Is Organic Produce Really Organic?
Organic is in. Pick up any food- or health-related magazine and you’ll see something about organic foods. Shop at any supermarket and you’ll see products on every isle labeled organic. Organic produce must be certified by the U.S. or State Department of Agriculture.
And everyone knows this means man-made chemicals aren’t used on them, right?
Does Organic Mean What You Think It Does?
It is true certified organic produce can’t be genetically modified or irradiated. Non-organic pesticides, insecticides, and fertilizers are also restricted – although they can still be used. For example, if a farmer finds his crop isn’t doing well, he can choose to use traditional chemicals.
Sometimes manure is used to fertilize organic produce, which is why organic fruits and vegetables must be carefully washed before consuming, to prevent food poisoning and serious E. coli health risks.
Is It Healthier?
Many people eat organic produce because they think it’s healthier. However, the health risks of conventional produce is unknown. Typically, studies are conducted looking at children, who are considered more vulnerable than adults.
In one study, children switched to organic foods for five days, and when their urine was tested, researchers found some pesticides disappeared from their urine. Researchers hastened to say organic food won’t necessarily change your health, but it will change (though not completely take away) a child’s exposure to pesticides.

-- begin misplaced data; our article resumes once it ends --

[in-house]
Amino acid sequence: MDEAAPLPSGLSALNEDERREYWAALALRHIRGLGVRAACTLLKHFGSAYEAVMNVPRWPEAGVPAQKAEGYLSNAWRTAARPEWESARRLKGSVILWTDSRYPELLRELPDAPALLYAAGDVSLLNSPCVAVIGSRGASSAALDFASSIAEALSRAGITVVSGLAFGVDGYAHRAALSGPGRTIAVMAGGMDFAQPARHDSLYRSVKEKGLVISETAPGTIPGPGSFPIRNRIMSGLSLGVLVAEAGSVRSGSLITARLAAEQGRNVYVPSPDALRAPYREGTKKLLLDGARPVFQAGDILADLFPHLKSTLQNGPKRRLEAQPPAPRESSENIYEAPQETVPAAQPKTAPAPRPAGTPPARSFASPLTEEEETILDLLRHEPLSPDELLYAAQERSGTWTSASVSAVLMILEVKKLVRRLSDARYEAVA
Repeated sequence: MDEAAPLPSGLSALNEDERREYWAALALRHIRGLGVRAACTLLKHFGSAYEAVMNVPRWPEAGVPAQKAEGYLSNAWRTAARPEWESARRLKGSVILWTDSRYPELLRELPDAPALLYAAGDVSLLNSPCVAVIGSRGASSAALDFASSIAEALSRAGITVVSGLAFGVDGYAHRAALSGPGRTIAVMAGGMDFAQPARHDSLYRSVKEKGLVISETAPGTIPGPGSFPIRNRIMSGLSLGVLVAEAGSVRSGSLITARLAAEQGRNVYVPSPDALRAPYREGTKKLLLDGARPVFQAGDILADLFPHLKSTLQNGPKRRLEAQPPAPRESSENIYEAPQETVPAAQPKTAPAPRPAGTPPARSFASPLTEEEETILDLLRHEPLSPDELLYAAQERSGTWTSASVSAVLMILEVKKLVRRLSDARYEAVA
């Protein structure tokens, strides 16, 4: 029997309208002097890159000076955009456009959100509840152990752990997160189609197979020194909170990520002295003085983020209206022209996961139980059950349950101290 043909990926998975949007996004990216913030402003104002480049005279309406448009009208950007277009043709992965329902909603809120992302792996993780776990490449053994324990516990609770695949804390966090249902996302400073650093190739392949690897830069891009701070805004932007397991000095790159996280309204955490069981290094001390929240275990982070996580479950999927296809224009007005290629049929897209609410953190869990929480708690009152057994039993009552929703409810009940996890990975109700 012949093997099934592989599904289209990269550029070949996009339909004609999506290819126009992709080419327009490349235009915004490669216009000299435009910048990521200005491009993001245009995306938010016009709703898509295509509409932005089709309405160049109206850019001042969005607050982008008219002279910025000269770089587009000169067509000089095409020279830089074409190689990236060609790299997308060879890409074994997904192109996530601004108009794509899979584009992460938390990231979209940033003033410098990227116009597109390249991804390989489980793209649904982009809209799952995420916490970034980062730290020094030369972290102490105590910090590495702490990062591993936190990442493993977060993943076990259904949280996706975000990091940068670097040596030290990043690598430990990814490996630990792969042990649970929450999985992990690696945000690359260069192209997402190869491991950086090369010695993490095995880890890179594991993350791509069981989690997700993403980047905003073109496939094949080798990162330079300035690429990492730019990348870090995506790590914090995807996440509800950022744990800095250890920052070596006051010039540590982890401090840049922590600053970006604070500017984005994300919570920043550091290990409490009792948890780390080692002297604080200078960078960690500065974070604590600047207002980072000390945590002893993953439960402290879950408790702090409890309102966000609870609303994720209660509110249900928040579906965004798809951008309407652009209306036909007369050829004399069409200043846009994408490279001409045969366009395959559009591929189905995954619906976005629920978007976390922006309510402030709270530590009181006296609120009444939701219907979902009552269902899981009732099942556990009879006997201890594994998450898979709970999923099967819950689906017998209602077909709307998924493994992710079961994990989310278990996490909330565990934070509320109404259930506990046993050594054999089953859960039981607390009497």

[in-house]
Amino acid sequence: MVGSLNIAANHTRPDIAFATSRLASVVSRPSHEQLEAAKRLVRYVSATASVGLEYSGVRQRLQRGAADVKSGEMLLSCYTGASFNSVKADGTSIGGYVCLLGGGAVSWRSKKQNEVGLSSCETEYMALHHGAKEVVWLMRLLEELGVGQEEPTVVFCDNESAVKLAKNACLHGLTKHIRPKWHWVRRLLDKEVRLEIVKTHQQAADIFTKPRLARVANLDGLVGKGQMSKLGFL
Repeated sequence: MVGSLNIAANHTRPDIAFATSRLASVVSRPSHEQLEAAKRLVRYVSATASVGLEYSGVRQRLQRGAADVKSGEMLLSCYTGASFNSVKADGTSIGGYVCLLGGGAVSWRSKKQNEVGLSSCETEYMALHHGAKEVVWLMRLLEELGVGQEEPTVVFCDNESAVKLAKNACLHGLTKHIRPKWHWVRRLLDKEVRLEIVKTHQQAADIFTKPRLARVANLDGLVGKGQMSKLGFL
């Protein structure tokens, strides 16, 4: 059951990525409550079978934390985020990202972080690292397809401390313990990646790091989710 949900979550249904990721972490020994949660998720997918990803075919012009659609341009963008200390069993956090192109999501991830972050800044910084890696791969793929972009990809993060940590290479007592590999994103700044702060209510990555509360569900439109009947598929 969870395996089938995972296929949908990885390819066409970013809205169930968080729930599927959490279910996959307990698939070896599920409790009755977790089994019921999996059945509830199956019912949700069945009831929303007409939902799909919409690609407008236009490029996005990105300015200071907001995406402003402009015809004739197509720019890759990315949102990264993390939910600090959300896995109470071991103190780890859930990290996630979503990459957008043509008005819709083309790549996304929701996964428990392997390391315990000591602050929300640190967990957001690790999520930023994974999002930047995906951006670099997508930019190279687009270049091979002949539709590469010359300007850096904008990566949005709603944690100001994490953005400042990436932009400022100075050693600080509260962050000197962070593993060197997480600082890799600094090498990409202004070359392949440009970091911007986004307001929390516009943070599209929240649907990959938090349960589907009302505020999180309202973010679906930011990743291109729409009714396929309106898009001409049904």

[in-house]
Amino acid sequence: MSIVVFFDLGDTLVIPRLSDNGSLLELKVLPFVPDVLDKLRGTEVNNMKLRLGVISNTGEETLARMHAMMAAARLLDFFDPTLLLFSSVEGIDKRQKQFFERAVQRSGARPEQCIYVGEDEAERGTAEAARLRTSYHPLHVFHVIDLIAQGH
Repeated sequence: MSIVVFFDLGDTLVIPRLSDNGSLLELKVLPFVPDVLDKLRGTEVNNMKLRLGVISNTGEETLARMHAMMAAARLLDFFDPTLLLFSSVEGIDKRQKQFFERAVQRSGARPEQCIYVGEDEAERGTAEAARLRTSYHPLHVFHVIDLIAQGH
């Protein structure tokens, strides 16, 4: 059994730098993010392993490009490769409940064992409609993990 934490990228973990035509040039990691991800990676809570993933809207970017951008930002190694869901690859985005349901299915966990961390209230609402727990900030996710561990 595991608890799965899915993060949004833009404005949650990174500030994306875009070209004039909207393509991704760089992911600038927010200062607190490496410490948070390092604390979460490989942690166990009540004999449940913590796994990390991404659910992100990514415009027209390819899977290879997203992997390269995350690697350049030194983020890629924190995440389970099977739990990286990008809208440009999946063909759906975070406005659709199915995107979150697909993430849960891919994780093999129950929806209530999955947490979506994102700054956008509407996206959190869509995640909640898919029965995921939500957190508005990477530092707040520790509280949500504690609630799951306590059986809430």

Modern pesticides are by and large “nonpersistent,” which means the human body doesn’t store them. This is a departure from pesticides of the past and makes it difficult to know whether the chemicals are causing bodily harm.
The FDA regularly conducts “market basket” studies where they examine food throughout the United States. In 1997, they found around 60% of vegetables and fruits had no detectable pesticides. About 1.2% of domestic food had levels of pesticides falling outside the EPA’s guidelines.
In the 90s, Consumer Reports conducted their own test. They purchased around a thousand pounds of tomatoes, apples, bell peppers and peaches in five different cities and tested them for pesticides. In 77% of the conventional produce, trace amounts were found; in the organic produce, 25% was detected.
Both the FDA and Consumer Reports tested unwashed produce, even though we know washing removes at least some pesticides from produce.
Does It Taste Better?
Many people claim organic produce tastes better, but the USDA says “no distinctions should be made between organically and non-organically produced products in terms of quality, appearance, or safety.”
In 1997, Consumer Reports didn’t find a consistent difference in the flavor of organic and non-organic produce, and in the early 90s, Israeli researchers didn’t either.
Better For The Earth?
Some people buy organic produce primarily because they think it’s better for the environment. Organic farmers have mostly returned to traditional farming practices – practices smart farmers never strayed from – including crop rotation, composting, cover crops, and similar systems.
Is it Worth the Price?
For some, organic produce – 25 to 50% or more expensive – may be worth the cost. Even if everything you buy isn’t organic, there is still some produce many consider “dirty.”
The non-profit Environmental Working Group analyzed 43 fruits and vegetables and determined that the following produce was most heavily treated with pesticides:
- Sweet bell peppers
- Imported grapes
Among conventionally grown produce, the following were found to have the lowest levels of pesticides:
- Frozen sweet corn
- Frozen sweet peas
All produce, whether organic or not, should be washed in warm water with a little soap. This removes some pesticides and bacteria that may be present from organic fertilizers.
In addition, when cooking organic vegetables or fruit, be sure to cook it thoroughly, to help kill potentially harmful bacteria.
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